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Lest We Forget...

Henry Thomson

Career : 1930
Debut and Only Game : Round 7, 1930 vs North Melbourne, aged 23 years, 251 days
Carlton Player No. 470
Goals : 0
Guernsey No. 25
Height : ?
Weight : ?
DOB : 6 October 1906


On the afternoon of Saturday, June 14, 1930, Carlton played North Melbourne at the Arden St oval. Two young men made their debut that day; Bill Flynn (a forward from Fitzroy Reserves) and Griffith Henry Thomson; a defender from Ararat. Flynn put in an eye-catching effort with three goals from a half-forward flank in the Blues comfortable victory by 50 points, while Thomson was hardly sighted.

For both, that game was to be their one and only appearance for the Navy Blues, because in the midst of the Great Depression, even three goals in a first-up effort couldn’t guarantee a place in the team for the next game. Thomson drifted back to his home town, and little is known of his circumstances until Australia was plunged into turmoil with the outbreak of World War II in September 1939.

Within days of Australia’s declaration of war against Germany, Thompson volunteered for overseas service. By then he was 33 years old, unmarried, and working as a stock clerk. The Army obviously valued his office skills over his potential as a front line soldier, because after basic training he was posted to 6th Division Headquarters in the Middle East.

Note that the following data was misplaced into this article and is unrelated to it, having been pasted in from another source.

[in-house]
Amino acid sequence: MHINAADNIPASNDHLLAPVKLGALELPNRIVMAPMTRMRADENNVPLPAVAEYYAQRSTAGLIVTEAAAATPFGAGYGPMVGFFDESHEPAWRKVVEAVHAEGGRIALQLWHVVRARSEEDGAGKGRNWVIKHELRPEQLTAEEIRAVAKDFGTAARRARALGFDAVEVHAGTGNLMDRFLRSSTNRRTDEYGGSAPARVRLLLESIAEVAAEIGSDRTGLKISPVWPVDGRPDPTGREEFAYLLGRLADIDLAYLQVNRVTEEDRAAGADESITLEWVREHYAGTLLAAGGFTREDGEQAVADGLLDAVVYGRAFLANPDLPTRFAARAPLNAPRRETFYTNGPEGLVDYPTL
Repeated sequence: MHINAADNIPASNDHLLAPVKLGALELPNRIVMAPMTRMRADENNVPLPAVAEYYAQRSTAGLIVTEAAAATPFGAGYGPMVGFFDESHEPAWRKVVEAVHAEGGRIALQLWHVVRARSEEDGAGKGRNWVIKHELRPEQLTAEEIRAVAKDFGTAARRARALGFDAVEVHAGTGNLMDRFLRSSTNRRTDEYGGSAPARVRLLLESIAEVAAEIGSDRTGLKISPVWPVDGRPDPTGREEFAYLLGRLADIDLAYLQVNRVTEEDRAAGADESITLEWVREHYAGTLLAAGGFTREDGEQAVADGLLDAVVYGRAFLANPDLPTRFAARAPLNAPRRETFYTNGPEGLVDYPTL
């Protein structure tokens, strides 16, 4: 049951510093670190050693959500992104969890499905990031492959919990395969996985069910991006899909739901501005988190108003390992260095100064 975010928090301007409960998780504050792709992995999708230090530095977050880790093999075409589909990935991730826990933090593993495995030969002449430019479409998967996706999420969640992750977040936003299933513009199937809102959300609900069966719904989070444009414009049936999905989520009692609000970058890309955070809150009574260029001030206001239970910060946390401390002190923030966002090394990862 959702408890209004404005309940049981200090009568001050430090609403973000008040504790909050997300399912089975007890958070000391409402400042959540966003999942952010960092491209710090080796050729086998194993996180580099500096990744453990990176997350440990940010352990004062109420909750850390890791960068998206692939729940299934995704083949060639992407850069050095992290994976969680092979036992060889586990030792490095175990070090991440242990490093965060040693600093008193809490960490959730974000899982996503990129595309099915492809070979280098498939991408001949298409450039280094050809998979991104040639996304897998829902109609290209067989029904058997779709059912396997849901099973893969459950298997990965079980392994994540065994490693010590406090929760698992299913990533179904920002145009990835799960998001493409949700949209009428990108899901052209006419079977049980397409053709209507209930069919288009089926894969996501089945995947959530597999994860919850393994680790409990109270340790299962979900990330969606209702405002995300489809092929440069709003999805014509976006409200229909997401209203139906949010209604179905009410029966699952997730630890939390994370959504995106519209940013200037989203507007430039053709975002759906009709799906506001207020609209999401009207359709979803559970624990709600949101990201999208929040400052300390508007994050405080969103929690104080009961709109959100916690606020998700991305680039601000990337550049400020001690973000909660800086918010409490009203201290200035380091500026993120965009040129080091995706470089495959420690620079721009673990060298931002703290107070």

Soon after Japan bombed the American naval base at Pearl Harbour in December 1941, and the Pacific Ocean became the theatre of war closest to the Australian mainland, Thomson took up a new posting with the Australian Army Pay Corps at Batavia, on the Indonesian island of Java. Only a few months later, in February 1942, the Japanese army flooded south to conquer Singapore, Malaya, Hong Kong and Java in quick succession.

More than 2,800 Australians were captured on Java, and most of them were destined for the horrors of the Burma Railway – a 420 kilometre track through thick jungle that the Japanese High Command ordered to be built by Allied prisoners. On the railroad there was little food, clothing or shelter, no medical supplies, and only basic tools. Work started at dawn and ended at dusk. Worse still, squads of Japanese and Korean guards constantly brutalised the weakened prisoners, who were literally worked to death.

Some 13,000 Australian prisoners of war worked on the Burma ‘Railway of Death’, and almost 2,700 died of disease, malnutrition or were simply murdered by their captors. One of them was Carlton footballer Griffith Henry Thompson, who died beside the line in May 1943 - thirteen months after his capture on Java.

Articles: The Blues at War

Blueseum: Summary of playing statistics for Henry Thomson | Thomson's Blueseum Image Gallery

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